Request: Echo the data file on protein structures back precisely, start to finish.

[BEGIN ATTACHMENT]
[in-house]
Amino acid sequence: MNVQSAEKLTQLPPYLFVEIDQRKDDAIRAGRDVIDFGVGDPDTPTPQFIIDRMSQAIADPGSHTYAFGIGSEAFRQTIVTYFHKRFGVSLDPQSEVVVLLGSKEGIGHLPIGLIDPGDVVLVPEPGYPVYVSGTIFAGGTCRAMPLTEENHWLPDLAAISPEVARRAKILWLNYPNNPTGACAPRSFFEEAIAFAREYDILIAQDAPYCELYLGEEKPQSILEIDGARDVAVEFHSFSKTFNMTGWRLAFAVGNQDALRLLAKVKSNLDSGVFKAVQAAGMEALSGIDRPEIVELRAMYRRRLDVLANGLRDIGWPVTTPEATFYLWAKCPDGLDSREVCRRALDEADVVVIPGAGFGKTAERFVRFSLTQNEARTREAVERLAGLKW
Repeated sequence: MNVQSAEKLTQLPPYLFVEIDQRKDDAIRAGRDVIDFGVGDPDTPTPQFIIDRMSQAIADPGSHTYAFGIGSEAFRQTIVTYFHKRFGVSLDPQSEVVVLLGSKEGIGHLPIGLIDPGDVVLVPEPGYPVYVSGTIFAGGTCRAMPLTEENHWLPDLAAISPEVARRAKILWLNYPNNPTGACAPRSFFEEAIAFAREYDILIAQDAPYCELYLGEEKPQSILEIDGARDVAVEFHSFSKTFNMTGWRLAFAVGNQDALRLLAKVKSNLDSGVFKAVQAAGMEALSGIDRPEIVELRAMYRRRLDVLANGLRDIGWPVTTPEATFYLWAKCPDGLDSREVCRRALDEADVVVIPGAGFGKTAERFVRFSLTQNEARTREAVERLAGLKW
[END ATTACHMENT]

[in-house]
Amino acid sequence: MNVQSAEKLTQLPPYLFVEIDQRKDDAIRAGRDVIDFGVGDPDTPTPQFIIDRMSQAIADPGSHTYAFGIGSEAFRQTIVTYFHKRFGVSLDPQSEVVVLLGSKEGIGHLPIGLIDPGDVVLVPEPGYPVYVSGTIFAGGTCRAMPLTEENHWLPDLAAISPEVARRAKILWLNYPNNPTGACAPRSFFEEAIAFAREYDILIAQDAPYCELYLGEEKPQSILEIDGARDVAVEFHSFSKTFNMTGWRLAFAVGNQDALRLLAKVKSNLDSGVFKAVQAAGMEALSGIDRPEIVELRAMYRRRLDVLANGLRDIGWPVTTPEATFYLWAKCPDGLDSREVCRRALDEADVVVIPGAGFGKTAERFVRFSLTQNEARTREAVERLAGLKW
Repeated sequence: MNVQSAEKLTQLPPYLFVEIDQRKDDAIRAGRDVIDFGVGDPDTPTPQFIIDRMSQAIADPGSHTYAFGIGSEAFRQTIVTYFHKRFGVSLDPQSEVVVLLGSKEGIGHLPIGLIDPGDVVLVPEPGYPVYVSGTIFAGGTCRAMPLTEENHWLPDLAAISPEVARRAKILWLNYPNNPTGACAPRSFFEEAIAFAREYDILIAQDAPYCELYLGEEKPQSILEIDGARDVAVEFHSFSKTFNMTGWRLAFAVGNQDALRLLAKVKSNLDSGVFKAVQAAGMEALSGIDRPEIVELRAMYRRRLDVLANGLRDIGWPVTTPEATFYLWAKCPDGLDSREVCRRALDEADVVVIPGAGFGKTAERFVRFSLTQNEARTREAVERLAGLKW